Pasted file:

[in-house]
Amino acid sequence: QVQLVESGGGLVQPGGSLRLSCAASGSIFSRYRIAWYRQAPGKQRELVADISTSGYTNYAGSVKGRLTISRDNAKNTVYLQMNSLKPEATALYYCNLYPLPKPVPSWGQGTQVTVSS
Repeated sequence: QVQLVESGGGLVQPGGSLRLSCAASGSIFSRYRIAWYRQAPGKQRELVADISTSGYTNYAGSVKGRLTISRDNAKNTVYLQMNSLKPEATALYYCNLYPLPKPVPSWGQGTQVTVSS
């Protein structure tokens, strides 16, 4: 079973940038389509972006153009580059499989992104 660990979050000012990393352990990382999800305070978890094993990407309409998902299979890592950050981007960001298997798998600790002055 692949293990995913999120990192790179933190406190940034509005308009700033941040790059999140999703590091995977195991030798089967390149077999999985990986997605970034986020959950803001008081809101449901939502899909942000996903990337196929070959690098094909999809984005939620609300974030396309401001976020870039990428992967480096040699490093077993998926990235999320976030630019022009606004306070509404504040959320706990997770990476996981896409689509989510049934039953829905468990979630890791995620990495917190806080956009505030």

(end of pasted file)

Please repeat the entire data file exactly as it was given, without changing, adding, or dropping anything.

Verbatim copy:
[in-house]
Amino acid sequence: QVQLVESGGGLVQPGGSLRLSCAASGSIFSRYRIAWYRQAPGKQRELVADISTSGYTNYAGSVKGRLTISRDNAKNTVYLQMNSLKPEATALYYCNLYPLPKPVPSWGQGTQVTVSS
Repeated sequence: QVQLVESGGGLVQPGGSLRLSCAASGSIFSRYRIAWYRQAPGKQRELVADISTSGYTNYAGSVKGRLTISRDNAKNTVYLQMNSLKPEATALYYCNLYPLPKPVPSWGQGTQVTVSS
């Protein structure tokens, strides 16, 4: 079973940038389509972006153009580059499989992104 660990979050000012990393352990990382999800305070978890094993990407309409998902299979890592950050981007960001298997798998600790002055 692949293990995913999120990192790179933190406190940034509005308009700033941040790059999140999703590091995977195991030798089967390149077999999985990986997605970034986020959950803001008081809101449901939502899909942000996903990337196929070959690098094909999809984005939620609300974030396309401001976020870039990428992967480096040699490093077993998926990235999320976030630019022009606004306070509404504040959320706990997770990476996981896409689509989510049934039953829905468990979630890791995620990495917190806080956009505030």